Many are worried about Ebola spreading here, and two-thirds say the government hasn't done enough to prevent that from happening, according to an Associated Press-GfK poll.
Some things to know:
THE PUBLIC WANTS MORE TRAVEL SCRUTINY
The AP-GfK poll found 9 out of 10 people — unusually high agreement on any issue — think it's necessary to tighten screening procedures for people entering the U.S. from the outbreak zone in West Africa, including 69 per cent who say it's definitely needed.
Some would go even further: Almost half say it's definitely necessary to prevent everyone travelling from places affected by Ebola from entering the U.S. Another 29 per cent say it's probably necessary to do so.
The Centers for Disease Control and Prevention has warned since summer that an infected traveller eventually would arrive in the U.S., and it finally happened last month when Thomas Eric Duncan developed symptoms of Ebola a few days after arriving from Liberia. He died on Oct. 8.
WHAT IS THE GOVERNMENT DOING
While Duncan wasn't contagious during his flight, his arrival spurred U.S. officials to begin checking passengers arriving from Liberia, Sierra Leone and Guinea for a fever, an early Ebola symptom, just like they're checked before leaving those countries.
The AP-GfK poll suggested that wasn't enough.
Wednesday, the CDC moved to fill a gap in that screening: Starting next week, all of those travellers must be monitored for symptoms for 21 days, the Ebola incubation period. They'll be told to take their temperature twice a day and must report the readings to state or local health officials.
That's not just for West African visitors. It includes U.S. government employees, who had been doing their own 21-day fever watches upon return from fighting the epidemic, as well as doctors and other workers for aid organizations, and journalists.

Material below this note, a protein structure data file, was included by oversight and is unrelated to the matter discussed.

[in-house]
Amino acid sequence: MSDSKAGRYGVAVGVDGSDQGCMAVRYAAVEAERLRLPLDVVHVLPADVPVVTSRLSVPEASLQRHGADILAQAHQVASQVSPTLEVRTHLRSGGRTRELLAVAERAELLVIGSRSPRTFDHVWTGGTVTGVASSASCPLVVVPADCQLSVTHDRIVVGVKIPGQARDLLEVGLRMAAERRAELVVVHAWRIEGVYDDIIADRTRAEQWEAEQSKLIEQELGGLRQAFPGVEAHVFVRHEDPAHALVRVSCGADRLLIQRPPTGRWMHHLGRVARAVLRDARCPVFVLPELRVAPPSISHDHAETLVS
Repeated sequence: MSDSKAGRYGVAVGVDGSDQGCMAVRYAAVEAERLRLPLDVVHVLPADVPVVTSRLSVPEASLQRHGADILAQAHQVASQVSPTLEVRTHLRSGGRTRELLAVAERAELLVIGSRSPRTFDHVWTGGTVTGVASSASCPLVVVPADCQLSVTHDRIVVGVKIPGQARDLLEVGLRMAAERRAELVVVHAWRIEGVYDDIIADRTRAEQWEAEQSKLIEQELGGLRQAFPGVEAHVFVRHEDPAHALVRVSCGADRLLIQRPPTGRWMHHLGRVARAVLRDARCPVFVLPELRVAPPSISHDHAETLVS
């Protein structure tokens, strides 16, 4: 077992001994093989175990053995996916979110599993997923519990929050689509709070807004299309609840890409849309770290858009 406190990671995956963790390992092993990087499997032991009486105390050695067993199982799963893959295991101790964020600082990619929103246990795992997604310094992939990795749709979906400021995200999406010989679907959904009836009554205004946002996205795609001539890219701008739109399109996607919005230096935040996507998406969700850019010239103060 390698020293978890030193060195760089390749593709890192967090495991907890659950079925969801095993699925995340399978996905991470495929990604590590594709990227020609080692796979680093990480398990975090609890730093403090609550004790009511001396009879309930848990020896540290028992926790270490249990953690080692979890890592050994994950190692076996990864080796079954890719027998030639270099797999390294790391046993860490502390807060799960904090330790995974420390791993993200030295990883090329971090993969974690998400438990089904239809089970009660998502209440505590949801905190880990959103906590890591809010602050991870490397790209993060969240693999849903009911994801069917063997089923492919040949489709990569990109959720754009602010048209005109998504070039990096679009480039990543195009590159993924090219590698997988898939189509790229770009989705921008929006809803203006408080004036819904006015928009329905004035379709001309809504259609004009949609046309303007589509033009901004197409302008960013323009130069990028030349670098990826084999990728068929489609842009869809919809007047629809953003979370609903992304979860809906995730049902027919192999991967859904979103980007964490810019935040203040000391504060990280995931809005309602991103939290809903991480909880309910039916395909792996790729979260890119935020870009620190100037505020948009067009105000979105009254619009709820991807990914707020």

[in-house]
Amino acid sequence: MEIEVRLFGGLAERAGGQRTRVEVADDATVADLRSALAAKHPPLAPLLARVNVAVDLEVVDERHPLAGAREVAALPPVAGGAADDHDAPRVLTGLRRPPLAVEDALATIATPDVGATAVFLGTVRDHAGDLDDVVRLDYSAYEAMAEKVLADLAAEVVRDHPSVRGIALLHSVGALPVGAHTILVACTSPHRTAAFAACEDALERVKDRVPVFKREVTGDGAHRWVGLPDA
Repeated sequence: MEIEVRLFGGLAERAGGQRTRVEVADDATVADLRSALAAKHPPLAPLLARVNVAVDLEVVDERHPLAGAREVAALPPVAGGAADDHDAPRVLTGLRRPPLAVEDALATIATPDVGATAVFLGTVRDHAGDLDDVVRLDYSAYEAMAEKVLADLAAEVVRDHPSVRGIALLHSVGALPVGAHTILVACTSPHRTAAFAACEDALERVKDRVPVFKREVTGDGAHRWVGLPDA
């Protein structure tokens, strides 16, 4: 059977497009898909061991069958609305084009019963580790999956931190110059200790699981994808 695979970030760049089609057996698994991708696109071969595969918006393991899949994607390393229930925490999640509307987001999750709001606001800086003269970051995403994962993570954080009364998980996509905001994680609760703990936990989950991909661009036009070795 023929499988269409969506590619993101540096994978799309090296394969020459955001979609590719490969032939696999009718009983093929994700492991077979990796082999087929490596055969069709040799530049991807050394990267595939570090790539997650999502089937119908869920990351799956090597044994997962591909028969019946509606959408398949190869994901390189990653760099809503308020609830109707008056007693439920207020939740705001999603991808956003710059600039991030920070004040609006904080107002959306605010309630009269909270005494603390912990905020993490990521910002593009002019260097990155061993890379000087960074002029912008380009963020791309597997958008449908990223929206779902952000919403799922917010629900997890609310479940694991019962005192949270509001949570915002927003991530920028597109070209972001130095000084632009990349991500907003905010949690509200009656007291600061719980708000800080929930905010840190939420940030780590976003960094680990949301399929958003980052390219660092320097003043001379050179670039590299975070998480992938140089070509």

WHY NOT A TRAVEL BAN
The Obama administration says that's not on the table. Already, there are no direct flights to the U.S. from the outbreak zone, and the airport with the most travellers from West Africa — New York's Kennedy airport — has averaged 34 travellers a day since entry screening began. Health experts say a travel ban would prevent medical supplies and health workers from reaching West Africa, and could drive travellers underground and hinder screening of potential Ebola carriers.
AMERICANS FEAR EBOLA'S SPREAD HERE
Nearly half of Americans are very or extremely concerned that Ebola will spread widely in the U.S. After all, two nurses caught it while caring for Duncan.
Health experts had hoped that fear would start to dwindle, considering that people who shared an apartment with Duncan while he was sick emerged healthy from quarantine this week — showing the virus isn't all that easy to catch.
FEAR VS. KNOWLEDGE
But despite months of headlines about Ebola, nearly a quarter of Americans acknowledge they don't really understand how Ebola spreads. Another 36 per cent say they understand it only moderately well.
People who say they do are less concerned about Ebola spreading widely in this country. Among those who feel they have a good grasp on how it spreads, 46 per cent are deeply concerned; that rises to 58 per cent among those who don't understand it as well.
Ebola doesn't spread through the air or by casual contact, and patients aren't contagious until symptoms begin. Ebola spreads through close contact with a symptomatic person's bodily fluids, such as blood, vomit, feces, urine, saliva, semen or sweat.
The AP-GfK Poll was conducted Oct. 16-20, using KnowledgePanel, GfK's probability-based panel designed to be representative of the U.S. population. It involved online interviews with 1,608 adults, and has a margin of sampling error of plus or minus 2.8 percentage points for all respondents. Respondents were first selected randomly using phone or mail survey methods, and later interviewed online. People selected for KnowledgePanel who didn't otherwise have access to the Internet were provided with the ability to access the Internet at no cost to them.
AP-GfK Poll: http://www.ap-gfkpoll.com